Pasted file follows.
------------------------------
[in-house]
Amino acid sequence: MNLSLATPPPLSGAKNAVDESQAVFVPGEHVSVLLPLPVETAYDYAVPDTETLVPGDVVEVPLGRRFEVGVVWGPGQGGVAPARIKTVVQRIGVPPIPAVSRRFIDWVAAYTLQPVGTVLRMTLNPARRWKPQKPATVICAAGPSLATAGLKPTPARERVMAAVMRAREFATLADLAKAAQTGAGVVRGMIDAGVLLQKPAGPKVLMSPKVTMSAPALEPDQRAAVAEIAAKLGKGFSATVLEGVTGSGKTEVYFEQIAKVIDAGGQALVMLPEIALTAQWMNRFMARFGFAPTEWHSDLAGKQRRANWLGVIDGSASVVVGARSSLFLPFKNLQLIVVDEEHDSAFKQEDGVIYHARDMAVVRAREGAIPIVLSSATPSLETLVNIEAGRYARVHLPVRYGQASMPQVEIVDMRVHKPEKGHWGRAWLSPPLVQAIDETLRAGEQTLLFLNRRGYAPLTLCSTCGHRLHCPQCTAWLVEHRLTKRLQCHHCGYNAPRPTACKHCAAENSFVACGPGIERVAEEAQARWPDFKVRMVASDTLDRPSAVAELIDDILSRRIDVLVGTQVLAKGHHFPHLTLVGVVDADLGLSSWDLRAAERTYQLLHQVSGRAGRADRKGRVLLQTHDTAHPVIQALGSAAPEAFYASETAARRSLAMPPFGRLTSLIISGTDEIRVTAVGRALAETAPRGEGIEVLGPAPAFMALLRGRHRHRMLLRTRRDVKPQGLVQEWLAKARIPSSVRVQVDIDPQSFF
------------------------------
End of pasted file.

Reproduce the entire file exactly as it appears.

[in-house]
Amino acid sequence: MNLSLATPPPLSGAKNAVDESQAVFVPGEHVSVLLPLPVETAYDYAVPDTETLVPGDVVEVPLGRRFEVGVVWGPGQGGVAPARIKTVVQRIGVPPIPAVSRRFIDWVAAYTLQPVGTVLRMTLNPARRWKPQKPATVICAAGPSLATAGLKPTPARERVMAAVMRAREFATLADLAKAAQTGAGVVRGMIDAGVLLQKPAGPKVLMSPKVTMSAPALEPDQRAAVAEIAAKLGKGFSATVLEGVTGSGKTEVYFEQIAKVIDAGGQALVMLPEIALTAQWMNRFMARFGFAPTEWHSDLAGKQRRANWLGVIDGSASVVVGARSSLFLPFKNLQLIVVDEEHDSAFKQEDGVIYHARDMAVVRAREGAIPIVLSSATPSLETLVNIEAGRYARVHLPVRYGQASMPQVEIVDMRVHKPEKGHWGRAWLSPPLVQAIDETLRAGEQTLLFLNRRGYAPLTLCSTCGHRLHCPQCTAWLVEHRLTKRLQCHHCGYNAPRPTACKHCAAENSFVACGPGIERVAEEAQARWPDFKVRMVASDTLDRPSAVAELIDDILSRRIDVLVGTQVLAKGHHFPHLTLVGVVDADLGLSSWDLRAAERTYQLLHQVSGRAGRADRKGRVLLQTHDTAHPVIQALGSAAPEAFYASETAARRSLAMPPFGRLTSLIISGTDEIRVTAVGRALAETAPRGEGIEVLGPAPAFMALLRGRHRHRMLLRTRRDVKPQGLVQEWLAKARIPSSVRVQVDIDPQSFF